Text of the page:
Argued October 28, 2014.
Approved for Publication November 26, 2014.
On appeal from Superior Court of New Jersey, Law Division, Bergen County, Docket No. L-4634-12.
Donald S. MacLachlan argued the cause for appellants (MacLachlan Law Offices, LLC, attorneys; Mr. MacLachlan, on the briefs).
Thomas J. Herten argued the cause for respondent (Archer & Greiner, P.C., attorneys; Mr. Herten, of counsel; Andrew T. Fede, on the brief).
Lisa M. Almeida, Deputy Attorney General, argued the cause for amicus curiae State of New Jersey Department of Environmental Protection ( John J. Hoffman, Acting Attorney General, attorney; Melissa H. Raksa, Assistant Attorney General, of counsel; Ms. Almeida, on the brief).
Before YANNOTTI, HOFFMAN
and WHIPPLE Judges.
[438 N.J.Super. 311] YANNOTTI, P.J.A.D.
Intervenors Hillsdale and Westwood Flood Solution Group (the " HWFSG" ), Antonio Xavier and Wendy Xavier (the " Xaviers" ) appeal from an order of the Law Division dated August 1, 2013, finding that the Borough of Hillsdale (" Hillsdale" or the " Borough" ) was preempted by state law from applying its land use approval requirements and other ordinances to a dam improvement project to be undertaken by plaintiff United Water New Jersey, Inc. (" UWNJ" or the " Company" ). We affirm but remand for entry of a modified judgment.
The relevant facts are essentially undisputed. UWNJ provides water to customers in sixty municipalities in Bergen and Hudson Counties. To do so, UWNJ utilizes, among other facilities, the Woodcliff Lake Reservoir, which is located in Hillsdale and the Borough of Woodcliff Lake (" Woodcliff Lake" ). One of the reservoir's structures is a dam across the Pascack Brook, which UWNJ's predecessor, Hackensack Water Company, constructed in 1904. The dam is traversed by Church Road, a private road owned by UWNJ that is subject to use easements held by Hillsdale and Woodcliff Lake.
The New Jersey Department of Environmental Protection (the " NJDEP" ) has classified the dam as a " Class I, High Hazard" structure pursuant to N.J.A.C. 7:20-1.8(a)(1), because there are " normally occupied homes in the area that are susceptible to significant damage in the event of a dam failure." N.J.A.C. 7:20-1.8(a)(1)(i). Between 2005 and 2006, the NJDEP asked UWNJ to [438 N.J.Super. 312] undertake a study of the dam " to determine the maximum probable precipitation and water runoff volume projected to flow into the [Woodcliff Lake Reservoir] during future severe weather events."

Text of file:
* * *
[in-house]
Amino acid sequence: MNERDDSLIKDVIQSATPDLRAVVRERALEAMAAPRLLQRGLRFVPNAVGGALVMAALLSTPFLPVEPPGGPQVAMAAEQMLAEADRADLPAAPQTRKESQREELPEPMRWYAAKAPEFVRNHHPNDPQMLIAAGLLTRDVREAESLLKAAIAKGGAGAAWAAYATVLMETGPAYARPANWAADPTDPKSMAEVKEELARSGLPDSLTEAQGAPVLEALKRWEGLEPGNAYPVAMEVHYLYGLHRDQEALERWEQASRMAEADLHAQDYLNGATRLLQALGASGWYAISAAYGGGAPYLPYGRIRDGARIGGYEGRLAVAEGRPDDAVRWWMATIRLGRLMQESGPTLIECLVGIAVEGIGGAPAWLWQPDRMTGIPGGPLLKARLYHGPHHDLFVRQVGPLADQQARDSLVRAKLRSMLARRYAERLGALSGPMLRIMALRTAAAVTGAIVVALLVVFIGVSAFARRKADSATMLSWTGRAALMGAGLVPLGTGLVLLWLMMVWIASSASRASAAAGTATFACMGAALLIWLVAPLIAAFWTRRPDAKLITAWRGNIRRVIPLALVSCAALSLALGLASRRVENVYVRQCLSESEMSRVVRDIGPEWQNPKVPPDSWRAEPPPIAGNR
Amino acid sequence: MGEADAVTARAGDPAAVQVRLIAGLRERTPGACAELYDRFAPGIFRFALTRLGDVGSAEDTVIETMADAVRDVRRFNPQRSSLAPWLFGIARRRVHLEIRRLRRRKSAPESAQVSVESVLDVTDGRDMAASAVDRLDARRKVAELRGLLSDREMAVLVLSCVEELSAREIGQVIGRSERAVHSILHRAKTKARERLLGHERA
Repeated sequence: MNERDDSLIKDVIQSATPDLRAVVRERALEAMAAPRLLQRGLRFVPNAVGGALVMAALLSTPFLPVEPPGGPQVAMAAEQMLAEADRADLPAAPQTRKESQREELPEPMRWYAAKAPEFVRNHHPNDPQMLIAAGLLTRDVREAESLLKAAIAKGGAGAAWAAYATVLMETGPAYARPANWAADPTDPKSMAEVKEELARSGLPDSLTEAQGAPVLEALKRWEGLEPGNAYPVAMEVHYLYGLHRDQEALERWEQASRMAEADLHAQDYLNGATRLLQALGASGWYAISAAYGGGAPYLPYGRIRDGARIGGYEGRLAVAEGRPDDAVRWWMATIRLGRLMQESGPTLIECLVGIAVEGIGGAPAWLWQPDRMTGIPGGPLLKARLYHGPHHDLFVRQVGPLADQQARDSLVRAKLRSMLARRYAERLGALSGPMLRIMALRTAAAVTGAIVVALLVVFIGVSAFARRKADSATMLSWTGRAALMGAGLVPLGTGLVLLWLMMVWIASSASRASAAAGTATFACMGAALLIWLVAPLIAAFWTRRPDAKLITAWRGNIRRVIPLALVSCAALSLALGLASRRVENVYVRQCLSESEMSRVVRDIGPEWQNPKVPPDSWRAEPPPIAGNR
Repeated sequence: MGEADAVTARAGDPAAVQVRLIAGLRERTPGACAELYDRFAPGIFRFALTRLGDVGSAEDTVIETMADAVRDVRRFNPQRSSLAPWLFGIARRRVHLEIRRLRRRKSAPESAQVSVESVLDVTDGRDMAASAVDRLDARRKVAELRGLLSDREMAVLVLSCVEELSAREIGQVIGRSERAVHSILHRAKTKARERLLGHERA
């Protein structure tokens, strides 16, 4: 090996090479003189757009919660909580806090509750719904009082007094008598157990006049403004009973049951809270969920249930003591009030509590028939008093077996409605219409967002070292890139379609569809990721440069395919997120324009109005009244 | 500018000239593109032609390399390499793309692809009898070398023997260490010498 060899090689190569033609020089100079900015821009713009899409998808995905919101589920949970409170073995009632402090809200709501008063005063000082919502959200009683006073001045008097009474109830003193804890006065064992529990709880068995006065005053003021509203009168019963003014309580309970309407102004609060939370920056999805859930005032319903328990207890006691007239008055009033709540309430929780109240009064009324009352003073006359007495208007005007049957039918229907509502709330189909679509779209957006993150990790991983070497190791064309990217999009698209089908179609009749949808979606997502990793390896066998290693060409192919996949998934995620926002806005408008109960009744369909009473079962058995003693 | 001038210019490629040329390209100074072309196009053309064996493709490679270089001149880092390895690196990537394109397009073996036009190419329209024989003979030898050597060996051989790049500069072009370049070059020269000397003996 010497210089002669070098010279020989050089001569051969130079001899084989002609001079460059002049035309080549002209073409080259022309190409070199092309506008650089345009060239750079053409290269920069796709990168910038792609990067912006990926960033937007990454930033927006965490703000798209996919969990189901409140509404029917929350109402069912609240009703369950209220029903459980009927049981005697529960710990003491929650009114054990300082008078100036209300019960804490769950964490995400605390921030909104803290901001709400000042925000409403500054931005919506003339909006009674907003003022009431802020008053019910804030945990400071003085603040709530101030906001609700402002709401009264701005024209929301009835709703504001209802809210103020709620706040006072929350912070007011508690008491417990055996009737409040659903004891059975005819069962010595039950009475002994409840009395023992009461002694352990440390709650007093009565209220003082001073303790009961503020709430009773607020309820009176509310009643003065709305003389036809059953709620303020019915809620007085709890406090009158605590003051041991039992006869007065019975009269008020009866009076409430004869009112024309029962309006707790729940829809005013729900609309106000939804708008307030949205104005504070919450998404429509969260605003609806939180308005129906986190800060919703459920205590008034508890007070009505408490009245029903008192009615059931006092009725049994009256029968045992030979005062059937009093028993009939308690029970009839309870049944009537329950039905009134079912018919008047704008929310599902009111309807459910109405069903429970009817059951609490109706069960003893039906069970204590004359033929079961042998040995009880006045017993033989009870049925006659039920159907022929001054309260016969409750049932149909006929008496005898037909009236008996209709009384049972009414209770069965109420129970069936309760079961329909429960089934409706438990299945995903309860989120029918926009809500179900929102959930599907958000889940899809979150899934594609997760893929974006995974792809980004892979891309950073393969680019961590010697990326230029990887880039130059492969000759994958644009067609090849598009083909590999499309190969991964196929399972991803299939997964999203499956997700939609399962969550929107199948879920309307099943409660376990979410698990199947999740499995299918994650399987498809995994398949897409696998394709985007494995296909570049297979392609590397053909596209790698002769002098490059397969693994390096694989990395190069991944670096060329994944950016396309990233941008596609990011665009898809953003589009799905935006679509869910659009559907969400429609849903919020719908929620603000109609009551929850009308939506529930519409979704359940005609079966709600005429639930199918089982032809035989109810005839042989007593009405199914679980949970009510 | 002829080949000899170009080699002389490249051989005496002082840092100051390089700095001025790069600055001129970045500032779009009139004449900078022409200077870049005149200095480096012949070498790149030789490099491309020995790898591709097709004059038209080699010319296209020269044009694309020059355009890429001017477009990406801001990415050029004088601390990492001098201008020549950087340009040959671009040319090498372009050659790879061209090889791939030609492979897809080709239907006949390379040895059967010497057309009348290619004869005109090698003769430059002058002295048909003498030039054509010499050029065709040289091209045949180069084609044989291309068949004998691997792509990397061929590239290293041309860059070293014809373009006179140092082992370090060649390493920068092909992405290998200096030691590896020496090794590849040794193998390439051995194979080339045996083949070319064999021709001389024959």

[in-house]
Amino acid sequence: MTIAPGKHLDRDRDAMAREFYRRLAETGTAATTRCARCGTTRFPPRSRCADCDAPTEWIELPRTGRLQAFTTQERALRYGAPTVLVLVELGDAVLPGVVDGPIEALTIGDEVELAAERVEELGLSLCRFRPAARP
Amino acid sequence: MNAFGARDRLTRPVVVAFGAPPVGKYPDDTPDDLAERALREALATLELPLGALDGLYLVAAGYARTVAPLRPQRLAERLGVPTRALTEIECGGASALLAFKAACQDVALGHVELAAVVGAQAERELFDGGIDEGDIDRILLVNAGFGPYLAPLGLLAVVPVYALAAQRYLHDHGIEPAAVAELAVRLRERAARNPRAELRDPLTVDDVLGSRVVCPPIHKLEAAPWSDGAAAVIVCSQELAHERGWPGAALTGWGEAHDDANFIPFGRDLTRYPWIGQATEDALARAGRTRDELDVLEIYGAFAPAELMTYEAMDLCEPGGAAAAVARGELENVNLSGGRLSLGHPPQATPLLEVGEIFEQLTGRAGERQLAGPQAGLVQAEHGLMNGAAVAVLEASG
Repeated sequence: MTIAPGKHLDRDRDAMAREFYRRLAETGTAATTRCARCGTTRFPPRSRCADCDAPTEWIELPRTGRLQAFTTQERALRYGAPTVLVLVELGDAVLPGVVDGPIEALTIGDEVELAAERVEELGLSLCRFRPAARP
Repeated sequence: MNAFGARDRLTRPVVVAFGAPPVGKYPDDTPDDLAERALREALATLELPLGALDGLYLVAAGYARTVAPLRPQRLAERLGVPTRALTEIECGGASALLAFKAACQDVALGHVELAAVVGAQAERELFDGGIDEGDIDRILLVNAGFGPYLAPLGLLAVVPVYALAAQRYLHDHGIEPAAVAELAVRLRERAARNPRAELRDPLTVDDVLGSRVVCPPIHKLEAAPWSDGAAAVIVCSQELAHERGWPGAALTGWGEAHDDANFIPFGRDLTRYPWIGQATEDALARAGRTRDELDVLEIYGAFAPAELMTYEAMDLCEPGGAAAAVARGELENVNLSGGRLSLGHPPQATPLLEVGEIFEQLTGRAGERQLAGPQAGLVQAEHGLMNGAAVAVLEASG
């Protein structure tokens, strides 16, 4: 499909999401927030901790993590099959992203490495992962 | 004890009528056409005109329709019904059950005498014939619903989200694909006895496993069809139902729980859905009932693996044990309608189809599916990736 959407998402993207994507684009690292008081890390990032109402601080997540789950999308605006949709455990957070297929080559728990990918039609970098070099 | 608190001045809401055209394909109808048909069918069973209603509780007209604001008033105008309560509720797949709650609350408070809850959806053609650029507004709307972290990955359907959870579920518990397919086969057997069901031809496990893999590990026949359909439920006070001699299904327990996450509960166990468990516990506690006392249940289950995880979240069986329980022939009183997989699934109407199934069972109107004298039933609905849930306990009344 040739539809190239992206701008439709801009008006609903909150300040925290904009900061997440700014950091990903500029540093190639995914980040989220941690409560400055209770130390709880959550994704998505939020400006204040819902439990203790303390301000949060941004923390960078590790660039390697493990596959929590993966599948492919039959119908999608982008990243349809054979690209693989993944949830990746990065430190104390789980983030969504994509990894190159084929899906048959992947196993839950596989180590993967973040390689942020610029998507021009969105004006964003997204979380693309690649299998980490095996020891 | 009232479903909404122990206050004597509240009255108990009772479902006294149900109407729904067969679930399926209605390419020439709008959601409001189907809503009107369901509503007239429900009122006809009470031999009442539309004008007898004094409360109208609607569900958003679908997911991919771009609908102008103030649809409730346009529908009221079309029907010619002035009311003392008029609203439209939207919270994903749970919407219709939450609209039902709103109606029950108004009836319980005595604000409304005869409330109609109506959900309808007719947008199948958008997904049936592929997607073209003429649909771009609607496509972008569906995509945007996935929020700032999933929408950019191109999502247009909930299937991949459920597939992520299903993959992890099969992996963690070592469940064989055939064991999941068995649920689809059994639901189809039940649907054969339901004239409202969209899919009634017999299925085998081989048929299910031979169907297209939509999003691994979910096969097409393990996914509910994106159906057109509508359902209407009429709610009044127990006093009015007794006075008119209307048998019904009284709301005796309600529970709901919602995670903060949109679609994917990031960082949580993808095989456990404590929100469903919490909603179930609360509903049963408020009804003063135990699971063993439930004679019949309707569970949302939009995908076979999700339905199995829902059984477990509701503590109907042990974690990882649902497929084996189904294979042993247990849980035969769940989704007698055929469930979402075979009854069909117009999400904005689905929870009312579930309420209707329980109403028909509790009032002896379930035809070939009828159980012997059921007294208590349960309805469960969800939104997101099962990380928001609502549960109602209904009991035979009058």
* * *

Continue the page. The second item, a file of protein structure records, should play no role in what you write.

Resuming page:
UWNJ retained engineering consultants to perform the study and in 2007, they reported that, in the event of severe precipitation, " excess storm related water could rise and overtop the [d]am." The consultants recommended " doubling the amount of impounded water passed downstream from the [dam] into the Pascack Brook."
On December 20, 2007, the NJDEP notified UWNJ that the dam was not in compliance with spillway capacity regulations adopted pursuant to the Safe Dam Act (the " SDA" ), N.J.S.A. 58:4-1 to -14. The NJDEP directed UWNJ to make modifications to the dam to address this condition. UWNJ developed a plan to modify the dam, and provided the plan to Hillsdale for informational purposes. Thereafter, UWNJ submitted its plan to the NJDEP, accompanied by construction drawings, details, and specifications prepared by its professional engineers.
On November 7, 2011, the NJDEP granted UWNJ a permit, requiring the Company to " construct an auxiliary spillway, rehabilitate the low level outlet and rehabilitate the dikes for" the dam. The NJDEP's permit approved the drawings prepared by UWNJ's engineers, as well as certain technical specifications. The permit specified the terms and conditions for the project.